America's 'Beautiful People' Are Changing

From - October 11, 2017

America's 'Beautiful People' Are Changing

WEDNESDAY, Oct. 11, 2017 -- It strikes no one as surprising when someone like Beyonce graces the cover of a magazine as an icon of beauty, but a new study suggests that was far more rare three decades ago.

If People magazine is any indication, America's definition of who's "beautiful" has broadened to include more races and a wider span of ages.

"This study analyzed photographs of celebrities who were deemed 'beautiful' by People magazine in 1990 compared to 2017," explained study author Dr. Neelam Vashi. "We intended to answer a simple question: Did our perception of beauty change between 1990 and now?"

Apparently it did.

"This data suggests that maybe our society is starting to embrace graceful aging, diversity and the beauty we are born with," Vashi said.

In the study, after breaking down looks by hair, skin color, eye color, age, gender and race, the team found that "celebrities rated beautiful in 2017 were older, more often women, and had a higher rate of darker skin types and mixed race," noted Vashi, who is director of the Boston University Center for Ethnic Skin.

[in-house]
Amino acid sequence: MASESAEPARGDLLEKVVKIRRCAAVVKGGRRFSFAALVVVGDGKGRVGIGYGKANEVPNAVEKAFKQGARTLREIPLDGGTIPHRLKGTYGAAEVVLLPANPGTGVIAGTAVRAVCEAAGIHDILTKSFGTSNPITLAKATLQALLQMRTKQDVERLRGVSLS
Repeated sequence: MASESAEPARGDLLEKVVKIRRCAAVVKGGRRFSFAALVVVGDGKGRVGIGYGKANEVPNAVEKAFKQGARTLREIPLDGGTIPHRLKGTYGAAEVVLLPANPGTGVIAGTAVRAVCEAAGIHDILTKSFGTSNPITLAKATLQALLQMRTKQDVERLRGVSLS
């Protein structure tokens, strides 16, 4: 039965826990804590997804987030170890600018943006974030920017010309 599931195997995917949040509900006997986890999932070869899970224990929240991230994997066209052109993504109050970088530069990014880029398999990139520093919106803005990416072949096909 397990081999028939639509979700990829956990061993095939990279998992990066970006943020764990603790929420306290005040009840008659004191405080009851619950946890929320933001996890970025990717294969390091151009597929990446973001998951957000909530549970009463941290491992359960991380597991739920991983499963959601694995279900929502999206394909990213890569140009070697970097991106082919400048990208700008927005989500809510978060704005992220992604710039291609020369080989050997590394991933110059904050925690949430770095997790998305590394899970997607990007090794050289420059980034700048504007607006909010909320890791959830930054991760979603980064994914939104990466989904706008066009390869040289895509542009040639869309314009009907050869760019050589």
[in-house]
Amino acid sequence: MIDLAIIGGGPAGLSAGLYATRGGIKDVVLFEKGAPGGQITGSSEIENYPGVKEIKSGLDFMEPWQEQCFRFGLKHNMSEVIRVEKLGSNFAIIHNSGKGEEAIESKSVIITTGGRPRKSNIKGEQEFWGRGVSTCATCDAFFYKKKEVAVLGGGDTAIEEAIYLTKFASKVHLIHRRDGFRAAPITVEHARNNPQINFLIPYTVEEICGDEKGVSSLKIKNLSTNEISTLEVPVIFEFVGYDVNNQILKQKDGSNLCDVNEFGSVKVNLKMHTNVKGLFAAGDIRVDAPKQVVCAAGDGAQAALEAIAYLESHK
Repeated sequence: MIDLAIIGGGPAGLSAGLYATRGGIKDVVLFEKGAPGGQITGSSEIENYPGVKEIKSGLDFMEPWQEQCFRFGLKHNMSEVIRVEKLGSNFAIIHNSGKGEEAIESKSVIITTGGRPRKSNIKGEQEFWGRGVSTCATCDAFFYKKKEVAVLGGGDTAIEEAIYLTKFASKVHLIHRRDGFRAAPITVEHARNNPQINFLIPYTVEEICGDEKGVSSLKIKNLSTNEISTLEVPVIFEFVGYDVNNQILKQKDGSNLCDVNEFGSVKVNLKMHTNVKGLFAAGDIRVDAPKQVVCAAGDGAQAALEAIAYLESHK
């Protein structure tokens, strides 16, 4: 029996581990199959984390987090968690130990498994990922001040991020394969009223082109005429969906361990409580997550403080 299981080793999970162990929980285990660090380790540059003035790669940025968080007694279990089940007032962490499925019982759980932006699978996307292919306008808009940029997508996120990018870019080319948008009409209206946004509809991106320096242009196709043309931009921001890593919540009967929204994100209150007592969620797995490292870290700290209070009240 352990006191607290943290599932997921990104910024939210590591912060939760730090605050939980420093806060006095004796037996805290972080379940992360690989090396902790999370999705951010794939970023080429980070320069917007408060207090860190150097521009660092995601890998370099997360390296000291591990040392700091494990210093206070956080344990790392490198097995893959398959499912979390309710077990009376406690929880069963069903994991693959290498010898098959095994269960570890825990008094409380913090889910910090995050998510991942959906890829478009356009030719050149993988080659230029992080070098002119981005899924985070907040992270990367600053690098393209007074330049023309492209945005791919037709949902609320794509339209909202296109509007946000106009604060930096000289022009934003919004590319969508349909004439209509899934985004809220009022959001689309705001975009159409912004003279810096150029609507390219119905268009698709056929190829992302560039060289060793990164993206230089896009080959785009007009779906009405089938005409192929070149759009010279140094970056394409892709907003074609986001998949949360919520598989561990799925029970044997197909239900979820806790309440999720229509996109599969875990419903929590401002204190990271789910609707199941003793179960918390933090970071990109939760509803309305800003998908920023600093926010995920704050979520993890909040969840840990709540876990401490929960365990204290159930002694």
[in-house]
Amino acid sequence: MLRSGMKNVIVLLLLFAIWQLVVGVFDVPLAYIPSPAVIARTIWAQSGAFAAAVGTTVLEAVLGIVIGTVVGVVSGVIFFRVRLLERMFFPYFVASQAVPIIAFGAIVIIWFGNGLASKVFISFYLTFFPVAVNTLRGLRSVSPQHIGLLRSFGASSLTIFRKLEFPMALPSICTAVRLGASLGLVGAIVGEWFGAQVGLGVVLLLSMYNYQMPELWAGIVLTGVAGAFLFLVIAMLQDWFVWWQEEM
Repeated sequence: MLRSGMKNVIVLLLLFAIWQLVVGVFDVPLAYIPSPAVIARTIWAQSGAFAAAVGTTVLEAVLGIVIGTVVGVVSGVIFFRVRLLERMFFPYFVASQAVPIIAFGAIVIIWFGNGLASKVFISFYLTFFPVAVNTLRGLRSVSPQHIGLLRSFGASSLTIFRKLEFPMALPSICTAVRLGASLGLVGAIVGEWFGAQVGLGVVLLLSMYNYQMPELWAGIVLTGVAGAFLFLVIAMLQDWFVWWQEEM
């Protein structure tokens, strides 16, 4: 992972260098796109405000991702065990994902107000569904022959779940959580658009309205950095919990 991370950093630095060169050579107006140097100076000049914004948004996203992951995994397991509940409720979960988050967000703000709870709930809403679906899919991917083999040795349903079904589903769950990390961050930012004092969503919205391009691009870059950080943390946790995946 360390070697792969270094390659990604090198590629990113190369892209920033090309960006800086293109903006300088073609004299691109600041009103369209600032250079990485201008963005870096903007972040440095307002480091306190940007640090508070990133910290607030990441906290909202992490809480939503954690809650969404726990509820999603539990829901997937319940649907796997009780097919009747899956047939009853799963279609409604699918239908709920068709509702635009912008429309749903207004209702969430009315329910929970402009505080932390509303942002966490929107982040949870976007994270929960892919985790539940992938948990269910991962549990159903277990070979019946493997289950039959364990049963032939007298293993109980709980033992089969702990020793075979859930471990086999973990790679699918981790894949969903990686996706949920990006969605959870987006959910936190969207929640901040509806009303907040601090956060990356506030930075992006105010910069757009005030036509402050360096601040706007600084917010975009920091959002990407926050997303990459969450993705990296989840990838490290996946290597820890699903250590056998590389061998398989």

Why People magazine? Largely because of its readership of nearly 44 million adult readers, making it the most popular magazine in the United States, Vashi explained.

She added that the magazine's top-50 beauty list was first launched in 1990, and that editorial decisions have always been based on the combined input of magazine staff, modeling agents, photographers and readers.

After cataloguing 27 years of choices, the team observed that while lighter-skinned men and women accounted for 88 percent of choices in 1990, that figure fell to about 70 percent by 2017.

The same held true for cover photos on those special issues: Actress Halle Berry was the only woman of color until 2003, but Jennifer Lopez, Beyonce and Lupita Nyong'o all made the cover between 2011 and 2014.

All told, this meant that individuals with darker skin accounted for nearly 30 percent of list participants by 2017, up from just 12 percent in 1990, the researchers noted.

And while the 1990 list included just one mixed-race celebrity, by 2017, the findings showed that 14 mixed-race men and women made the cut.

Still, Vashi noted that over the entire timeframe, just four non-white celebrities were featured as number 1 on the list, and all of those were post-2000.

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